Estonian Rockers Holy Motors Reimagine the Wild West on Horse LP

Photo Credit: Grete Ly Valing

Guitarist Lauri Raus and vocalist Eliann Tulve, the main members of Holy Motors, are from Estonia — but their music is infused with Americana roots, and they draw inspiration from movies about the Wild West.

They often get asked about how being Estonian influences their music, or how their country’s music compares to the United States’. But for them, songwriting is more about playing on cultural tropes and motifs than representing any real place. Accordingly, the band describes itself on Bandcamp as “a Tallinn, Estonia based dark twang & reverb band from a nonexistent movie,” elaborating, “it bows to engines and echoes and film-directors.”

“Estonia is mostly connected to peasantry and noblemen, and the states are [considered] more free-roaming, and that’s up our alley,” says Raus. “I wouldn’t want to write a song about a landlord putting peasants to work — it’s more fun to write about a cowboy. But we make it up in our heads; it’s mostly what we see in the movies. It has nothing to do with what the country is about.”

Their latest album, Horse, co-written by Raus and Tulve (with two songs, “Midnight Cowboy” and Trouble,” co-written by Hendrik Tammjärv), is based on a combination of these fictional stories than have captured their imaginations and their own life experiences. Incorporating indie rock and country elements with hints of shoegaze, it’s a collection of vignettes about loneliness and life on the road, with Tulve’s deep, meditative vocals taking the listener on a journey around the world from the beginning to the end.

The LP, released October 16 via Wharf Cat Records, opens with the catchy breakup song “Country Church,” then segues into “Endless Night,” which was based on the band’s experiences while touring in France, when a window in their hotel room was smashed. In the song, they imagine that thieves have broken in and stolen jewelry, a metaphor for the fears that haunt our minds. “There’s haunting throughout the album,” Tulve explains.

The next track, “Midnight Cowboy,” a ballad reminiscent of ’50s love songs, was also based on touring experiences; Tulve wrote it about wandering through Spain at night. “I kind of felt like the guy from the movie Midnight Cowboy, and I was imaging him,” she says. “I remember also just being kind of torn about something and just longing for someone.” She also had another pop culture trope — a girl in an ’80s movie waiting by the phone —in her head when she wrote it. “It’s kind of like being sad while everyone else around you is having the time of their life, like at an American-style high school prom,” Raus agrees.

In “Road Stars,” a slow, folky, acoustic duet in the vein of Edward Sharpe and the Magnetic Zeros, Raus and Tulve imagine a conversation between a truck driver and a woman at a gas station, alternating between melancholy verses like “I’m as lonely as man in the makin’ of land” and the comforting refrain: “I know one day I’ll be better than before.”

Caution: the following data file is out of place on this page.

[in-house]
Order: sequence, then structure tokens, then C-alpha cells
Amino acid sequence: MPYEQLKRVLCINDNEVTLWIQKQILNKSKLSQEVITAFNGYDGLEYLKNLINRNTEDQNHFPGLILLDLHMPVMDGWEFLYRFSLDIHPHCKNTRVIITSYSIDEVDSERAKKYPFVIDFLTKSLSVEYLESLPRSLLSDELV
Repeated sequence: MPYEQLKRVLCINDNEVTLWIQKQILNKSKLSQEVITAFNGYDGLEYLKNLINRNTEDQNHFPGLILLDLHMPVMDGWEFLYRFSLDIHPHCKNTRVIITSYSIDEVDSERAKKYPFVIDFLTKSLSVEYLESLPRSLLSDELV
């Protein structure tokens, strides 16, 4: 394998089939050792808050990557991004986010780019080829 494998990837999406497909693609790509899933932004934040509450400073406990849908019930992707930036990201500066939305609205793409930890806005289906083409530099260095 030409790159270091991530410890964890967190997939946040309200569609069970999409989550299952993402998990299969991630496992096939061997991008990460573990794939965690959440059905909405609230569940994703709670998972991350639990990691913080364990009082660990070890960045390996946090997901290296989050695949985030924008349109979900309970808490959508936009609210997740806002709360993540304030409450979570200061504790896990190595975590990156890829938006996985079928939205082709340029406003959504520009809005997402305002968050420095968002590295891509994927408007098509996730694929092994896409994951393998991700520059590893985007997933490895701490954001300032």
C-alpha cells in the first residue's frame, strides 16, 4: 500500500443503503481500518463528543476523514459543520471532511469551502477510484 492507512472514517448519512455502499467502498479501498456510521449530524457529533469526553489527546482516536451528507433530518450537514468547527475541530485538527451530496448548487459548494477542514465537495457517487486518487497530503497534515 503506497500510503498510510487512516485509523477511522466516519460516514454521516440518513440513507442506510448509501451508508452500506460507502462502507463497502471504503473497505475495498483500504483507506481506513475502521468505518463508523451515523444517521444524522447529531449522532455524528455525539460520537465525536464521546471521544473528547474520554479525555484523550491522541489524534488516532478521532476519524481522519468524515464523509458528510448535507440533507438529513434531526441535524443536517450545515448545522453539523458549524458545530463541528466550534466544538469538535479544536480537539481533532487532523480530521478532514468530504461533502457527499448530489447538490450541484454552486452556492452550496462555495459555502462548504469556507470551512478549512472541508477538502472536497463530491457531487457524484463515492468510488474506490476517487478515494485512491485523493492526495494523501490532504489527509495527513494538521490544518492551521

“Matador” continues the theme of solitude, sung in a low, flat, almost monotone voice that conjures up ’90s grunge rock against psychedelic electric guitars. To close the album, “Come On, Slowly” paints the picture of an empty but idyllic town, “Trouble” sounds like something playing in an old Western movie scene as the villain approaches, and “Life Valley” is a jam they improvised in Leo’s Basement #2, the Berlin studio where they recorded the album.

Since they had to fly to Berlin with minimal luggage, they each just brought a guitar then took advantage of additional guitars in the studio, along with a drum set and percussion toys. Producer Craig Dyer accompanied them on synths, bass guitar, and vocals, and producer/mixer Leonard Kaage played organ, synths, piano, and bass guitar.

Raus and Tulve began playing music together in 2013 just for fun then evolved into a band, releasing their first full-length album Slow Sundown in 2018. “The first album was basically a collection of songs we wrote over five years — maybe it was even too eclectic for me, but it was still fun,” says Raus. “And then this album felt really different. Just a couple years passed, and things changed. I was happier with this one; it was more smooth creatively.”

The band is about to play their first live show since quarantine in their native country, then hopes to return to the studio to record more music next year. In the meantime, the current state of the world should give them plenty of inspiration for more lonely cowboy anthems.

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